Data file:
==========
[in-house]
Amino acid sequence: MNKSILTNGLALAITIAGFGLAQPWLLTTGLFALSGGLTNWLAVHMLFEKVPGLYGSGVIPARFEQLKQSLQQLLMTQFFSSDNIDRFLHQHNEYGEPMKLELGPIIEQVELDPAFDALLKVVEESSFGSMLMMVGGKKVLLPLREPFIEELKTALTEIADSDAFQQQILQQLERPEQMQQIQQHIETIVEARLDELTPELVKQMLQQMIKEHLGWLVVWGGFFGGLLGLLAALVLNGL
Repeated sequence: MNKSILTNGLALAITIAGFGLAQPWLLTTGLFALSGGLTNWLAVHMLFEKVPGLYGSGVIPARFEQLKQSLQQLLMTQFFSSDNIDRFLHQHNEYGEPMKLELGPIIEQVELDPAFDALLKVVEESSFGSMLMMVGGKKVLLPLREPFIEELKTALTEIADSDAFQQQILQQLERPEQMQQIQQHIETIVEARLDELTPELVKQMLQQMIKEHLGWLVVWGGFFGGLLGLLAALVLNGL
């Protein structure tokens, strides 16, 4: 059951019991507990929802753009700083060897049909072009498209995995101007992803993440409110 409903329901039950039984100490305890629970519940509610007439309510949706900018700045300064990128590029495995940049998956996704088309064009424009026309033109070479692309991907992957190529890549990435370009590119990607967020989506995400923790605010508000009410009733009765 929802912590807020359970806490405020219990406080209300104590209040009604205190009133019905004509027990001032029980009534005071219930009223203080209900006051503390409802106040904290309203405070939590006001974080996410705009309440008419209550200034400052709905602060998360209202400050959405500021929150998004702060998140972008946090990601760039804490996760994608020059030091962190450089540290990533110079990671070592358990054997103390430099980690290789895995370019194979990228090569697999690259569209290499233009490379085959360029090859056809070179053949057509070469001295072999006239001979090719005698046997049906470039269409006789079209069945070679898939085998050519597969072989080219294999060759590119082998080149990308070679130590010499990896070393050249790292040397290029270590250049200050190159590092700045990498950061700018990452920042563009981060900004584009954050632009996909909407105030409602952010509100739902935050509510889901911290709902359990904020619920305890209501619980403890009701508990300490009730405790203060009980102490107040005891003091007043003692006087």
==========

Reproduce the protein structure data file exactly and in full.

[in-house]
Amino acid sequence: MNKSILTNGLALAITIAGFGLAQPWLLTTGLFALSGGLTNWLAVHMLFEKVPGLYGSGVIPARFEQLKQSLQQLLMTQFFSSDNIDRFLHQHNEYGEPMKLELGPIIEQVELDPAFDALLKVVEESSFGSMLMMVGGKKVLLPLREPFIEELKTALTEIADSDAFQQQILQQLERPEQMQQIQQHIETIVEARLDELTPELVKQMLQQMIKEHLGWLVVWGGFFGGLLGLLAALVLNGL
Repeated sequence: MNKSILTNGLALAITIAGFGLAQPWLLTTGLFALSGGLTNWLAVHMLFEKVPGLYGSGVIPARFEQLKQSLQQLLMTQFFSSDNIDRFLHQHNEYGEPMKLELGPIIEQVELDPAFDALLKVVEESSFGSMLMMVGGKKVLLPLREPFIEELKTALTEIADSDAFQQQILQQLERPEQMQQIQQHIETIVEARLDELTPELVKQMLQQMIKEHLGWLVVWGGFFGGLLGLLAALVLNGL
């Protein structure tokens, strides 16, 4: 059951019991507990929802753009700083060897049909072009498209995995101007992803993440409110 409903329901039950039984100490305890629970519940509610007439309510949706900018700045300064990128590029495995940049998956996704088309064009424009026309033109070479692309991907992957190529890549990435370009590119990607967020989506995400923790605010508000009410009733009765 929802912590807020359970806490405020219990406080209300104590209040009604205190009133019905004509027990001032029980009534005071219930009223203080209900006051503390409802106040904290309203405070939590006001974080996410705009309440008419209550200034400052709905602060998360209202400050959405500021929150998004702060998140972008946090990601760039804490996760994608020059030091962190450089540290990533110079990671070592358990054997103390430099980690290789895995370019194979990228090569697999690259569209290499233009490379085959360029090859056809070179053949057509070469001295072999006239001979090719005698046997049906470039269409006789079209069945070679898939085998050519597969072989080219294999060759590119082998080149990308070679130590010499990896070393050249790292040397290029270590250049200050190159590092700045990498950061700018990452920042563009981060900004584009954050632009996909909407105030409602952010509100739902935050509510889901911290709902359990904020619920305890209501619980403890009701508990300490009730405790203060009980102490107040005891003091007043003692006087």